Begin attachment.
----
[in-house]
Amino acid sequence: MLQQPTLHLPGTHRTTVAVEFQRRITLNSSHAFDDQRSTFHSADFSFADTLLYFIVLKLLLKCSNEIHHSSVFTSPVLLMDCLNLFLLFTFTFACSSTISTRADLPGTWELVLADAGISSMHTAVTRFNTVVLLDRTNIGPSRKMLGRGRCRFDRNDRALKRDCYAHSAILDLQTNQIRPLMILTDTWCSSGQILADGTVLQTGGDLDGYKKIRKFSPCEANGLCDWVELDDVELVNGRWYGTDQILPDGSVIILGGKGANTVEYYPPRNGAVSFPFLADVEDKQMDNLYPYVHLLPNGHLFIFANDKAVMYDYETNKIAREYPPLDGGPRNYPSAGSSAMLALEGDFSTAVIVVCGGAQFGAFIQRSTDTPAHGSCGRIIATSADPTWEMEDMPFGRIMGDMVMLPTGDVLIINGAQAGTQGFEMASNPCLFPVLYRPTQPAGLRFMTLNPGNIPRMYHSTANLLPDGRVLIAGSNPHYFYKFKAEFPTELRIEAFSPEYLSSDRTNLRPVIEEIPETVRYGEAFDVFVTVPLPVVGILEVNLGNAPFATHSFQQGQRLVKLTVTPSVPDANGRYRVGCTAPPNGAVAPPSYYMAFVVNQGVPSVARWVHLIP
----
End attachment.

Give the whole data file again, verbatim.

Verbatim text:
[in-house]
Amino acid sequence: MLQQPTLHLPGTHRTTVAVEFQRRITLNSSHAFDDQRSTFHSADFSFADTLLYFIVLKLLLKCSNEIHHSSVFTSPVLLMDCLNLFLLFTFTFACSSTISTRADLPGTWELVLADAGISSMHTAVTRFNTVVLLDRTNIGPSRKMLGRGRCRFDRNDRALKRDCYAHSAILDLQTNQIRPLMILTDTWCSSGQILADGTVLQTGGDLDGYKKIRKFSPCEANGLCDWVELDDVELVNGRWYGTDQILPDGSVIILGGKGANTVEYYPPRNGAVSFPFLADVEDKQMDNLYPYVHLLPNGHLFIFANDKAVMYDYETNKIAREYPPLDGGPRNYPSAGSSAMLALEGDFSTAVIVVCGGAQFGAFIQRSTDTPAHGSCGRIIATSADPTWEMEDMPFGRIMGDMVMLPTGDVLIINGAQAGTQGFEMASNPCLFPVLYRPTQPAGLRFMTLNPGNIPRMYHSTANLLPDGRVLIAGSNPHYFYKFKAEFPTELRIEAFSPEYLSSDRTNLRPVIEEIPETVRYGEAFDVFVTVPLPVVGILEVNLGNAPFATHSFQQGQRLVKLTVTPSVPDANGRYRVGCTAPPNGAVAPPSYYMAFVVNQGVPSVARWVHLIP